Mississippi currently has a record budget surplus. As the Magnolia Tribune recently reported, total March 2023 state revenue collections were 16.84% over the sine-die revenue estimate for the fiscal year. Total year-to-date collections came in at $601,866,349 or 12.86% over estimates.
When revenues are far higher than expected there is always a danger that politicians will find new ways to spend it. To try to prevent that from happening, the Mississippi Center for Public Policy published a Responsible 2024 Budget for our state at the start of this year’s legislative session.
Overall, we are pleased to see that although spending increased it did so broadly at the rate we proposed.
The Mississippi Legislature officially set the Fiscal Year 2024 state general fund at $6.63 million. While this is the largest operating budget in state history, it was not as large an increase as we had feared.
In our Responsible Budget for Mississippi, we called for the state’s general fund to have an appropriations limit of $6.75 billion. It seems that lawmakers heeded our advice, spending well below the cap.
The FY2023 estimated state revenue collection is set at $6.987 billion. That leaves our state with at least a $600 million surplus just for this fiscal year alone since the budget for 2023 is only $6.3 billion. Mississippi already has a $3.9 billion surplus in the bank, and with the additional $6.3 million from this year, will have well over $4 billion.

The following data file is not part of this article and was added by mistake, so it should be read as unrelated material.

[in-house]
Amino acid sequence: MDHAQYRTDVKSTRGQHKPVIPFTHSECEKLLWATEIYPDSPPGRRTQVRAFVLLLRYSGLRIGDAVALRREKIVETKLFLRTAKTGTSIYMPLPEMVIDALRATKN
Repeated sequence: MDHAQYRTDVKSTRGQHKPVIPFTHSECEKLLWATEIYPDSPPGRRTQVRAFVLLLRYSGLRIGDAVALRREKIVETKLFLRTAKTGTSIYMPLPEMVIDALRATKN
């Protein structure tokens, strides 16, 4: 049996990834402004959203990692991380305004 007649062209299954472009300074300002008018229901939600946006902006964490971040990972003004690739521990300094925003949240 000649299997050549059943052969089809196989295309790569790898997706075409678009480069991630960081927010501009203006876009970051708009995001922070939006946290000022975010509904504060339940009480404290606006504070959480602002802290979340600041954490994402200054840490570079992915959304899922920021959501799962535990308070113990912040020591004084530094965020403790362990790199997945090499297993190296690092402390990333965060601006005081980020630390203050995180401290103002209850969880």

Our report projects revenue collections for FY2024 to be $7.5 billion, according to Mississippi’s Joint Legislative Budget Committee, allowing for an even bigger surplus than the one we already possess. If the legislature continues to follow our responsible budget and caps spending each year at $6.75 billion, the state will see a $0.8 billion surplus each year.
What do we do with the surplus?
A large portion of the approximate $0.8 billion in yearly surplus could be used to further cut the state personal income tax. The data shows we can afford to do so.
The result would be more companies organizing in Mississippi, increased individual liberty and a booming economy.
While it is good news that we have both a budget surplus and room for future tax cuts, we should not lose sight of the fact that overall our state is heavily subsidized by federal spending. Ultimately, for our state to prosper we not only use our surplus to reduce taxes. We need state leadership willing to reduce our dependence on federal handouts as well.